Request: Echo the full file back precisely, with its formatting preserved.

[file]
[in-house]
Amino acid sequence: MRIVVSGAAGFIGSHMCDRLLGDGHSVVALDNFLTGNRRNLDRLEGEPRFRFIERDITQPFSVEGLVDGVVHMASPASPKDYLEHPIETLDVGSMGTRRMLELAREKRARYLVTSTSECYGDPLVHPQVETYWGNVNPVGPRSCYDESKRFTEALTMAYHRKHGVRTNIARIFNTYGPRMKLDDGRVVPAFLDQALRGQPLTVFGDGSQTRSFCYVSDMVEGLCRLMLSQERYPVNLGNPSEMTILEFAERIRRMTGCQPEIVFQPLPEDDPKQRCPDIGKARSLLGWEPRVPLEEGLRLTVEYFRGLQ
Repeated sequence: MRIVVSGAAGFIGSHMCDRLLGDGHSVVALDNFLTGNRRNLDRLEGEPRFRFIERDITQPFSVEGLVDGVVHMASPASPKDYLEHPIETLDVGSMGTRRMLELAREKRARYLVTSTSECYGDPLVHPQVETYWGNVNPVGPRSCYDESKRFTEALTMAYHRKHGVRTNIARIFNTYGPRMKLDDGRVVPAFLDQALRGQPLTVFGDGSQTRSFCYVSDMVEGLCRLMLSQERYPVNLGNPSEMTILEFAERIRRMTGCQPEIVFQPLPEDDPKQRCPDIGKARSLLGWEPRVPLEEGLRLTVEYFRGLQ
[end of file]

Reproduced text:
[in-house]
Amino acid sequence: MRIVVSGAAGFIGSHMCDRLLGDGHSVVALDNFLTGNRRNLDRLEGEPRFRFIERDITQPFSVEGLVDGVVHMASPASPKDYLEHPIETLDVGSMGTRRMLELAREKRARYLVTSTSECYGDPLVHPQVETYWGNVNPVGPRSCYDESKRFTEALTMAYHRKHGVRTNIARIFNTYGPRMKLDDGRVVPAFLDQALRGQPLTVFGDGSQTRSFCYVSDMVEGLCRLMLSQERYPVNLGNPSEMTILEFAERIRRMTGCQPEIVFQPLPEDDPKQRCPDIGKARSLLGWEPRVPLEEGLRLTVEYFRGLQ
Repeated sequence: MRIVVSGAAGFIGSHMCDRLLGDGHSVVALDNFLTGNRRNLDRLEGEPRFRFIERDITQPFSVEGLVDGVVHMASPASPKDYLEHPIETLDVGSMGTRRMLELAREKRARYLVTSTSECYGDPLVHPQVETYWGNVNPVGPRSCYDESKRFTEALTMAYHRKHGVRTNIARIFNTYGPRMKLDDGRVVPAFLDQALRGQPLTVFGDGSQTRSFCYVSDMVEGLCRLMLSQERYPVNLGNPSEMTILEFAERIRRMTGCQPEIVFQPLPEDDPKQRCPDIGKARSLLGWEPRVPLEEGLRLTVEYFRGLQ